How long does one mission usually take?

How are bonds with Death spent?

Is push your luck, “act under fire”?

Play-test Questions

These are just my answers (not the consensus of the group)

There’s a stress mechanic that is very harsh, does it work? Does it compel you to relieve stress and does that drive the

Stress is definitely harsh. Even -1 or -2 has a major impact. However it felt trivially easy to me to remove it by acting like a man. I keep seeking ways to make Acting Like a Man have repercussions (like Liza being demanding about her plane, and catching flak from Sasha), but I’m not sure if that is intentional, of if the idea is that the simple (and easy) solution to remove stress is just to be an asshole.

Note, that is the only way stress was relieved stress in the game. No intimacy or other methods, so I’ll have more thoughts on those once they come up.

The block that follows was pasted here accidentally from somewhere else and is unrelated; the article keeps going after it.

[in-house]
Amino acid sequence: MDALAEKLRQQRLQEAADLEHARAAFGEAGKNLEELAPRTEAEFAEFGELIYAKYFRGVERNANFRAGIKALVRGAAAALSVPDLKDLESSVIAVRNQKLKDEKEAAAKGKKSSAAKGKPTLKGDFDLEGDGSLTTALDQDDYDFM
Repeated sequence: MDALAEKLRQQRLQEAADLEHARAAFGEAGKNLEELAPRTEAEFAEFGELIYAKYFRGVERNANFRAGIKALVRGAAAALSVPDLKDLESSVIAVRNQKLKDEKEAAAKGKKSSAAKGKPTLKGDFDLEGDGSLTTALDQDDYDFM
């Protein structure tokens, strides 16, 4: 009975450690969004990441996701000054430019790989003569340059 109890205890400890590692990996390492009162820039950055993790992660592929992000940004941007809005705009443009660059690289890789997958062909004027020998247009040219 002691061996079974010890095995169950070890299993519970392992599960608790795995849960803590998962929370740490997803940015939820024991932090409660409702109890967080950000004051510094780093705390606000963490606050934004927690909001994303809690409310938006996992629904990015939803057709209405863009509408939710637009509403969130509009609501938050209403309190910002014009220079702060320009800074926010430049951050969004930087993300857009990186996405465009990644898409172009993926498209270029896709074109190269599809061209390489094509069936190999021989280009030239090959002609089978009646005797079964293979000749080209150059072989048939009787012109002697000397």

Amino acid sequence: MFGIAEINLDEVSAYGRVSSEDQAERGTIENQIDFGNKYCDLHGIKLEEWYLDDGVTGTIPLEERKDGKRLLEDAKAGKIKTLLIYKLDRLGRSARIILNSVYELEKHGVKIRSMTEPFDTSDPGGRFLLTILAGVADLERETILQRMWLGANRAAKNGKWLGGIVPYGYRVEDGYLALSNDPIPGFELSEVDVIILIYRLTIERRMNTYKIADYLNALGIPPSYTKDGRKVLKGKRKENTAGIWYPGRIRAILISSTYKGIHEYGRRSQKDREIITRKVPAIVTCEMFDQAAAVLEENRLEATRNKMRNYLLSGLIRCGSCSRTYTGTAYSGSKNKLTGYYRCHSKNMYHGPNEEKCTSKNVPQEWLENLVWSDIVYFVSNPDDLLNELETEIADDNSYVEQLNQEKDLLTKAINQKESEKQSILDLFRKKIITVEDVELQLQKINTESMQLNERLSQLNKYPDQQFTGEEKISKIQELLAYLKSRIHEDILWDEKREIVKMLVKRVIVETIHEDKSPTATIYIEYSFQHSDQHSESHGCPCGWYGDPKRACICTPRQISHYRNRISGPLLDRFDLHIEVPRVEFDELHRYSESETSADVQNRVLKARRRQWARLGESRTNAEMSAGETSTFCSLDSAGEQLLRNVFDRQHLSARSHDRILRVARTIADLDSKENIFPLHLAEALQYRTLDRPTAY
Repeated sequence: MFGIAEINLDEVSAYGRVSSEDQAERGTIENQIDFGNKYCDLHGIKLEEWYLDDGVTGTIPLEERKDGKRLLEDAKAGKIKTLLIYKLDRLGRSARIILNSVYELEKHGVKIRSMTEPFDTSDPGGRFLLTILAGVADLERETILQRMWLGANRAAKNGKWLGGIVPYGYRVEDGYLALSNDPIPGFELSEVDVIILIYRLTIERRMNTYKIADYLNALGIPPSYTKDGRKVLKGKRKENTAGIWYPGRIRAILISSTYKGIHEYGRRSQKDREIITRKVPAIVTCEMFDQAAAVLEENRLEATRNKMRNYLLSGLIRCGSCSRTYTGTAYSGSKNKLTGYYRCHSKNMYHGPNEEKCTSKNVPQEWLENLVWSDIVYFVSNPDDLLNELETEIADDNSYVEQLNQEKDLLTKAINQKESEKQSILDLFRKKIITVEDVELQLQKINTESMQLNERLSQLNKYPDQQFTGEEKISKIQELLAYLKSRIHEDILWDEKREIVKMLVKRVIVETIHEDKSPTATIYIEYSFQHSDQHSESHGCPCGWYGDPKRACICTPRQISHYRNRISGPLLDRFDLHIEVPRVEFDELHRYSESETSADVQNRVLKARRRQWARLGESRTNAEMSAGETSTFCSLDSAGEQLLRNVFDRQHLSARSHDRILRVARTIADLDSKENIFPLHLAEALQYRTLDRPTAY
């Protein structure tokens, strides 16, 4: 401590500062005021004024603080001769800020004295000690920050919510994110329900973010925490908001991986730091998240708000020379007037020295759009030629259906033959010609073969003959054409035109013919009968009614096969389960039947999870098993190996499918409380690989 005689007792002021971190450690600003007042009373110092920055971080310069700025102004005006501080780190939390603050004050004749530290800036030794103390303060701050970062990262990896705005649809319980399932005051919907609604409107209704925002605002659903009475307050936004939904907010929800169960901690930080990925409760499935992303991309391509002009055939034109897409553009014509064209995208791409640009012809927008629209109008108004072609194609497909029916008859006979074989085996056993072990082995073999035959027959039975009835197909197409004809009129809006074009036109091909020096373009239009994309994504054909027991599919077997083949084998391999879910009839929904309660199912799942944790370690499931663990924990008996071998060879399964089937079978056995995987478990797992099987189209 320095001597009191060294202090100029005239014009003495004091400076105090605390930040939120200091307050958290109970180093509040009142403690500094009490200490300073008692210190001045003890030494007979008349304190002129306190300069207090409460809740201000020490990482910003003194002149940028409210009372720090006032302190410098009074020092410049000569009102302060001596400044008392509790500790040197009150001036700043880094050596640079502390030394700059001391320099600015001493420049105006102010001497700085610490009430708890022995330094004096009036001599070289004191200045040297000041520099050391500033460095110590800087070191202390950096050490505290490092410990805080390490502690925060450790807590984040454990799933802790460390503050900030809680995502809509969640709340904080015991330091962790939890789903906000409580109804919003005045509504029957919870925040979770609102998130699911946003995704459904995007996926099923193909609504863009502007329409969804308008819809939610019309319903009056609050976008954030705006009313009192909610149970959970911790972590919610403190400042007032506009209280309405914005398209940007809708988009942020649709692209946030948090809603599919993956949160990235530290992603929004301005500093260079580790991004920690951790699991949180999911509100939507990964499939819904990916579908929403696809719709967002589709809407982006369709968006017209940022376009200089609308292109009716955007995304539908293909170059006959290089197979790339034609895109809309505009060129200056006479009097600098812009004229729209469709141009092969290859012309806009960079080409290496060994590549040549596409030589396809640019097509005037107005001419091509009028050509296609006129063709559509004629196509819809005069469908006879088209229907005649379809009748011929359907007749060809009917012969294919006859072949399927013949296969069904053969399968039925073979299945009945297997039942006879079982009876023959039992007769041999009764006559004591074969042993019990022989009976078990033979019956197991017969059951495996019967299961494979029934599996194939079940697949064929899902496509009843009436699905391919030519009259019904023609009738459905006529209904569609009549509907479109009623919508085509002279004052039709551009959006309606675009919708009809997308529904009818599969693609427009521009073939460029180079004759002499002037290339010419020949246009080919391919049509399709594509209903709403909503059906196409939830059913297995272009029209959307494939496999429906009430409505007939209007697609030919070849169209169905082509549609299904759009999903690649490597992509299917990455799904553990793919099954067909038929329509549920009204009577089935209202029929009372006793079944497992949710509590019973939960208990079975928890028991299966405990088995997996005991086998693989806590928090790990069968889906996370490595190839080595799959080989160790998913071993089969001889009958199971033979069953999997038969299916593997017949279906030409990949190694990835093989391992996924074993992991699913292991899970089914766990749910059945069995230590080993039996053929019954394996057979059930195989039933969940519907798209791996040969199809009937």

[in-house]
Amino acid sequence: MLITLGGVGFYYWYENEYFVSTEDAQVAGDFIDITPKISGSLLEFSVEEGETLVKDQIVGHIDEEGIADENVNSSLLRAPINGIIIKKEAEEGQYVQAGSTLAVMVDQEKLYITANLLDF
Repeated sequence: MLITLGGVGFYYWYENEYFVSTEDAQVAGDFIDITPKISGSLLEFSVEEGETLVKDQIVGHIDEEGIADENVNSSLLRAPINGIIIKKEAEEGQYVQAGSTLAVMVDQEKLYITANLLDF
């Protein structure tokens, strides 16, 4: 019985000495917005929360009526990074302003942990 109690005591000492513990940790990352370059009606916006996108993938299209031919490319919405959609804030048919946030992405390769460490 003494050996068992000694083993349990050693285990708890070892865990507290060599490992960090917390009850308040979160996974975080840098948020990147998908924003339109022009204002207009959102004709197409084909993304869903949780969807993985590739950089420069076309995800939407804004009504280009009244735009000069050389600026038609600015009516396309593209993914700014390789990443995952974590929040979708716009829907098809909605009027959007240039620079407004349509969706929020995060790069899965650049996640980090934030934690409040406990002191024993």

There’s an unorthodox division of GM labor, does it work and does it make the non-flying roles interesting?

Yeah, this worked really well for us. Karen and I (we only did the Night mission in our session) would both add bits to a scene, or discuss outcomes and then call for rolls. When one of our characters entered the fiction the other one would take over. There was some time spent negotiating this, but no more so then players figuring out which die to pass at the end of a scene in Fiasco.

Do gender roles enter the fiction in challenging and interesting ways? There are mechanical pointers but I don’t know if I need a bigger hammer, this feels like the game’s fruitful void to me.

I wasn’t seeing any impetus to act like a woman (and it was in fact discouraged by the stress mechanics), so it felt a bit lopsided on that front. We only had one male NPC show up, and he was only there for forecast future badness for a moment and leave, so we didn’t see a lot of gender disparity yet. I suspect we’ll see more during the Day shift.

There’s a bond mechanic engineered to mitigate stress somewhat – does it work in this context? Do bonds pile up or are they scarce? is this self-correcting?